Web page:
Medical and scientific research also has its contrary assessments of menopause. On one side, Wulf Utian, a Cleveland gynecologist and founder of the North America Menopause Society (in 1989), predicts an impending "epidemic" as baby boom women pass through the menopausal years, with heart attacks and bone fractures so numerous that will "overwhelm the health care system unless something is done to reduce these menopause-linked problems." His solution, shared by many physicians and almost all pharmaceutical firms, is exogenous hormone replacement therapy (HRT), no longer a short term therapy to cope with menopausal discomforts, but long term therapy over the remaining decades of women's lives. In the 1960s, R.A. Wilson made a similar claim; what has changed is a shift from estrogens as a means for women to remain "feminine forever" to a protection against osteoporosis and cardiac diseases.

In contrast to such gloomy prospects, several important studies of the menopausal transition provide a very different picture. What are some of the findings?

     Slight to moderate discomfort in the form of hot flashes, nightsweats, and insomnia is a common experience of women during the perimenopause (the years during which cycles become sporadic and vary in duration and flow), but severe and very frequent discomfort is not common affecting no more than 10 to 20% of women. Most women take such changes in their stride, as they do menstrual discomfort or pregnancies in their younger years.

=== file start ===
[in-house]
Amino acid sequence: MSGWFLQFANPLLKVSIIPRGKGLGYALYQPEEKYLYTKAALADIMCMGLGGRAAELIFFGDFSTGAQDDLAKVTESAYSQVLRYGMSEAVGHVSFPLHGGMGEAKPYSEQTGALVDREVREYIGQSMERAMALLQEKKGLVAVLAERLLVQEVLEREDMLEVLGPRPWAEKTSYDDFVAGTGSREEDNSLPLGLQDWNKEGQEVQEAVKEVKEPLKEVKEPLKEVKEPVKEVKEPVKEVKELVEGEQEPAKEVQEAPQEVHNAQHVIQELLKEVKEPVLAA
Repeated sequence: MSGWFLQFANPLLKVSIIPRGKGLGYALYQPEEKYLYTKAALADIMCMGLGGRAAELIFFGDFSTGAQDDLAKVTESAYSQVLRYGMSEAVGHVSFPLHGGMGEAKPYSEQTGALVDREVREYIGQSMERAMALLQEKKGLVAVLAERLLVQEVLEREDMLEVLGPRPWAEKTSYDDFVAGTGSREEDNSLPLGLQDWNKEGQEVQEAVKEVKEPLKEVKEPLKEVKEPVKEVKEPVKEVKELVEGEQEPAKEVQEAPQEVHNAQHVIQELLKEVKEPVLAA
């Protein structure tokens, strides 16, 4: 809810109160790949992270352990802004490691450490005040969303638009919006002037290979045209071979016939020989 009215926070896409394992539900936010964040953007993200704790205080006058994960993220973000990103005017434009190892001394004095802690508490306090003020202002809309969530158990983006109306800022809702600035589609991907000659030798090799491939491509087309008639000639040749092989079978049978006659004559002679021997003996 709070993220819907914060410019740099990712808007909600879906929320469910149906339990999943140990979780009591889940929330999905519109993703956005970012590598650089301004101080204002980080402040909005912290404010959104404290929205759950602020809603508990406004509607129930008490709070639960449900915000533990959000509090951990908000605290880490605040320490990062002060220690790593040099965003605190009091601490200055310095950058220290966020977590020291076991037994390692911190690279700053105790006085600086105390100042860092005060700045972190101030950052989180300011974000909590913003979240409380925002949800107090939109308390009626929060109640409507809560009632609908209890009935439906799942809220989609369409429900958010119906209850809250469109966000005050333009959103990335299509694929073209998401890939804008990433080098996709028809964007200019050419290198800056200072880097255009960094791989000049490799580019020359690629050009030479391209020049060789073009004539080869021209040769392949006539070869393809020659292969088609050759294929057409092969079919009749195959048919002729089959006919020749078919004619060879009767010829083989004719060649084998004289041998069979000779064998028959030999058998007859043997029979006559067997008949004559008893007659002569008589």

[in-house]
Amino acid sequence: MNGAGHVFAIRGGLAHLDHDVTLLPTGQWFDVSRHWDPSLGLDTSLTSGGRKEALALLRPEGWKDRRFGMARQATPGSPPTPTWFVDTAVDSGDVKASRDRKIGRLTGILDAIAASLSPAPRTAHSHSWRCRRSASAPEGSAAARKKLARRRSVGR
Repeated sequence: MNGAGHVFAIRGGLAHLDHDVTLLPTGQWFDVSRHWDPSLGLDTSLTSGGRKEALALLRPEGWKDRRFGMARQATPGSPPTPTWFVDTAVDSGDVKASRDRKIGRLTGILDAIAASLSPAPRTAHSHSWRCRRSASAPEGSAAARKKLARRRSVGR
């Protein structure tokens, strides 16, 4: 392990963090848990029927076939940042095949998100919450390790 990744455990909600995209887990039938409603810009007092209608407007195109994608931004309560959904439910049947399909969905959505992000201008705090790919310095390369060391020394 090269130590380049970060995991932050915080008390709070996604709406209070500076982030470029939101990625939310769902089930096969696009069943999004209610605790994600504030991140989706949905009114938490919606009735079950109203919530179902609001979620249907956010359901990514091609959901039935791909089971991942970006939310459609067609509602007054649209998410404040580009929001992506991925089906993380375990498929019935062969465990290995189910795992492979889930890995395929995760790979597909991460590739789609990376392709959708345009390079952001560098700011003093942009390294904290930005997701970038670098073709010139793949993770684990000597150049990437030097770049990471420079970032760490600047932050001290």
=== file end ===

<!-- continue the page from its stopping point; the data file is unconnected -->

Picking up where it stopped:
Psychological depression rarely occurs in the menopausal years. Avis and McKinley have shown that perimenopausal women who scored high on a depression scale were women who had either been depressed during their pre-menopausal years or had a surgical rather than a natural menopause. Indeed, Matthews and her associates report it was only postmenopausal hormone-users who showed increase in depression.

     Vaginal dryness and any resulting discomfort during sexual intercourse is rarely reported in non-clinical samples of health) middle-aged women. We do not yet know how frequent discomfort during sex may be for much older women, since most menopause studies to date have been restricted to women under 55.